Tiffany & Co, a New York-based jeweller, has been ordered by a Dutch arbitration court to pay Switzerland’s Swatch Group CHF402 million ($450 million) in damages over their failed joint venture to produce and market watches.This content was published on December 23, 2013 - 10:18
Swatch, the world’s largest watchmaker, and Tiffany had struck an agreement in 2007 to develop watches under the Tiffany brand together.
The arrangement, intended to last 20 years and give Tiffany a much bigger place in the luxury watch market, never turned into big business for either company and the deal ended in acrimony in 2011.
The companies sued one another in arbitration court in the Netherlands, where their Tiffany Watch Co joint venture was domiciled. The case went to arbitration in 2012.
Michael Kowalski, chief executive of the luxury retailer, said in a statement on Sunday that he was “shocked and extremely disappointed” with the court ruling and that the company was reviewing its options.
In their lawsuits, Swatch had faulted Tiffany for “systematic efforts to block and delay development of the business”, while Tiffany had said that Swatch did not honour the terms of the agreement, including providing adequate distribution.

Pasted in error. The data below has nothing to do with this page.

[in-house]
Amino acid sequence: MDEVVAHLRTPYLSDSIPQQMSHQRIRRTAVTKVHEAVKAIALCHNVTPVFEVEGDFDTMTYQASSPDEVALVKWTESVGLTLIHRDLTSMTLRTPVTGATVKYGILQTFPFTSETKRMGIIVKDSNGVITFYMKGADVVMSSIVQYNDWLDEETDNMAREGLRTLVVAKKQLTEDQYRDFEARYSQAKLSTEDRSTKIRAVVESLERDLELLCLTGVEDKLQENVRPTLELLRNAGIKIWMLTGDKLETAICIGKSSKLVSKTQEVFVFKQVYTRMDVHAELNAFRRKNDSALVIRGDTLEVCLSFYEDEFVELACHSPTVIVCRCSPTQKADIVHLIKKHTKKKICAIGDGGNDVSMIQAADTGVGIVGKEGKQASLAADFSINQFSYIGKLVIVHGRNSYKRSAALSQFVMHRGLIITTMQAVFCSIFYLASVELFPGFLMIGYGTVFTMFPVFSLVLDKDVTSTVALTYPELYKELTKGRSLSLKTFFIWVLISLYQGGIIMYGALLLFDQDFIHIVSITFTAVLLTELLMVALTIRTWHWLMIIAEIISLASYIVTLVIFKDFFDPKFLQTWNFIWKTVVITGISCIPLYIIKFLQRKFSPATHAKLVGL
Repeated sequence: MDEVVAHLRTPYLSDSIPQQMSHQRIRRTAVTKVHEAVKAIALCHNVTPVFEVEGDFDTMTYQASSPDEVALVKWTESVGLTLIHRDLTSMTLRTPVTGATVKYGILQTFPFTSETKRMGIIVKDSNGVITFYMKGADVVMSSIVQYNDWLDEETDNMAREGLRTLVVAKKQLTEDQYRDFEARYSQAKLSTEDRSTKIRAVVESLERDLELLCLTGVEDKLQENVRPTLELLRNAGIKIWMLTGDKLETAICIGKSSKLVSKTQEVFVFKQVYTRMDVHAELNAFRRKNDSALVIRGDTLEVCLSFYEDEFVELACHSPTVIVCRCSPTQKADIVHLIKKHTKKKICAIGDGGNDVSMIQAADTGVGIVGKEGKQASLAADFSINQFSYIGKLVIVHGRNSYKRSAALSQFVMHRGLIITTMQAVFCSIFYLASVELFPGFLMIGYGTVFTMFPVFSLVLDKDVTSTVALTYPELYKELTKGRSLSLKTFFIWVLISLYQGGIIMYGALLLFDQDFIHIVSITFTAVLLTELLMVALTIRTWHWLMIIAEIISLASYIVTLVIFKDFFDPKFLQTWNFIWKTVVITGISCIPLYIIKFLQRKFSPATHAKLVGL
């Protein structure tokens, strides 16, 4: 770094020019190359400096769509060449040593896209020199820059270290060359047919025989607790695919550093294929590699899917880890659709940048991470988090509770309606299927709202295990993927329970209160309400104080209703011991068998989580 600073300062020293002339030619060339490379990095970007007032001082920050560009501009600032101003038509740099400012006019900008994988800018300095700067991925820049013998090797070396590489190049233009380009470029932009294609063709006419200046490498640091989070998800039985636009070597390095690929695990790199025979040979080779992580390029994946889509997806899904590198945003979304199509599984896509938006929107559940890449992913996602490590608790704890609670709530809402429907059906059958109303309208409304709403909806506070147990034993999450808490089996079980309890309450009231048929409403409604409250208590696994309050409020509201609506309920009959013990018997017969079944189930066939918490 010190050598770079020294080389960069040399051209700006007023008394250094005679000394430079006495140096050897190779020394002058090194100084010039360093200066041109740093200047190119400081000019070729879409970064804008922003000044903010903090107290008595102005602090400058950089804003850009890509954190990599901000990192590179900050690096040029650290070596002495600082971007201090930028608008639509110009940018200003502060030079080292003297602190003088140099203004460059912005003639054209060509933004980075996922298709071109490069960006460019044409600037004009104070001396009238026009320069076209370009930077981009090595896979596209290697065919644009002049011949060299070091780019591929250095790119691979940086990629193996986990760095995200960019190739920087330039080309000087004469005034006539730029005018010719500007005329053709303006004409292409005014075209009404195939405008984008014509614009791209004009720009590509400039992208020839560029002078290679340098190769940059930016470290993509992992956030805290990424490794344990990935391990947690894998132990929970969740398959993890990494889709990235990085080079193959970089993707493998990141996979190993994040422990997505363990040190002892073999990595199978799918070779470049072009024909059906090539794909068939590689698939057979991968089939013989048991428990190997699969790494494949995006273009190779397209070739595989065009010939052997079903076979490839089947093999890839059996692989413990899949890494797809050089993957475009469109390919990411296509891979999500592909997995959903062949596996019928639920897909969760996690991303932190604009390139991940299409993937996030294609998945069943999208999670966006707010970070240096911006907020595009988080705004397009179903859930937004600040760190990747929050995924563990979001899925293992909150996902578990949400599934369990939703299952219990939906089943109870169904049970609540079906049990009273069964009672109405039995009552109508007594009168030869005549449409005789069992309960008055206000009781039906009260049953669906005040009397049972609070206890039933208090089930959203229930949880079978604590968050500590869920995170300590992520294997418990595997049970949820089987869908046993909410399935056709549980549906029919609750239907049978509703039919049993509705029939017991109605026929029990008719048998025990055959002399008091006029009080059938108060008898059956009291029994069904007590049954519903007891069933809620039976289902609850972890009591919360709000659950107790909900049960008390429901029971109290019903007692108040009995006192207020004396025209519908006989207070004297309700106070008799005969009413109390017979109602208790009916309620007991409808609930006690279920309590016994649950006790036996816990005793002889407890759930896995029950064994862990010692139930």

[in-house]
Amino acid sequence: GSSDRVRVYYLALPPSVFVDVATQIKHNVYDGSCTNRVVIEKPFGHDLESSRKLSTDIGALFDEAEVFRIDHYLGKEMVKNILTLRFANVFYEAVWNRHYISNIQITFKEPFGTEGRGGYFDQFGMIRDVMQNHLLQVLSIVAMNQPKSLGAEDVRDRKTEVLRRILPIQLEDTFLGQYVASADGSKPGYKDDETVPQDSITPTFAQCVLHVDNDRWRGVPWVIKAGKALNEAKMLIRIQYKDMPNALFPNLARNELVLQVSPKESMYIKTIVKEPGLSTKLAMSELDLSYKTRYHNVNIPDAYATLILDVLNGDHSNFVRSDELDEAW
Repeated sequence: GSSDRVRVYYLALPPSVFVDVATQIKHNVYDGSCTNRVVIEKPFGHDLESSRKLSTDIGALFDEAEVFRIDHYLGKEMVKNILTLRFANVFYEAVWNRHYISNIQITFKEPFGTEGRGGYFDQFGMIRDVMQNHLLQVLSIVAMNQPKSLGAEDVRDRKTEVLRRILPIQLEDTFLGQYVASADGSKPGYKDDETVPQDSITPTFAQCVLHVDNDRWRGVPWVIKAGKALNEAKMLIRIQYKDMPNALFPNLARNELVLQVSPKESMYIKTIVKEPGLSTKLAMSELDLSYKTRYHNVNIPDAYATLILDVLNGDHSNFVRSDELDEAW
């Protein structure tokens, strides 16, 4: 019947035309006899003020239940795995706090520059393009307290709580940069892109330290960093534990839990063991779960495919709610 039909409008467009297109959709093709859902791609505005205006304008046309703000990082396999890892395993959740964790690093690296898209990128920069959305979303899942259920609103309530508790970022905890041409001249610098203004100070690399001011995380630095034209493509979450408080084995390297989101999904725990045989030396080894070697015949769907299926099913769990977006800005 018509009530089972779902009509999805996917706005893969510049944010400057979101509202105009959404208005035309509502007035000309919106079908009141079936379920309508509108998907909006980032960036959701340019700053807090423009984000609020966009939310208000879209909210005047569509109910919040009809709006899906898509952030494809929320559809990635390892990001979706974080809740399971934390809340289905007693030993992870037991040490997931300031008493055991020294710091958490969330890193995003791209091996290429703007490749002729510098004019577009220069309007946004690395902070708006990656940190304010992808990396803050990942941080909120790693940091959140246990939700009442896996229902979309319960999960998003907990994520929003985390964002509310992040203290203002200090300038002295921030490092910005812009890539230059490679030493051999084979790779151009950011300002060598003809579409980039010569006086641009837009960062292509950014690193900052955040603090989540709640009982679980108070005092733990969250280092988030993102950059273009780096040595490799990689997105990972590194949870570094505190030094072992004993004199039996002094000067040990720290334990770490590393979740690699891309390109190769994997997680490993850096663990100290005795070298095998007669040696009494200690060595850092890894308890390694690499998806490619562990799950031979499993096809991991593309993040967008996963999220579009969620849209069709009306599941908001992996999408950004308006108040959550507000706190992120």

Kowalski said Tiffany had sufficient financial resources to pay the full amount of damages. Tiffany said it would fund the award from immediately available cash on hand and funds from existing debt facilities, and that it didn’t expect the ruling to have an impact on its short- or long-term business plans.
Tiffany only gets about 1% of sales from watches now compared with about 9% in the late 1980s. That shrank as the company decided to focus more on its engagement jewellery business.
Kowalski added that Tiffany was moving forward with plans to design, produce, market and distribute its own Tiffany brand watches.
Following the ruling, Tiffany lowered its full-year earnings outlook range to $2.30-$2.35 a share from a previous estimate of $3.65-$3.75 a share.
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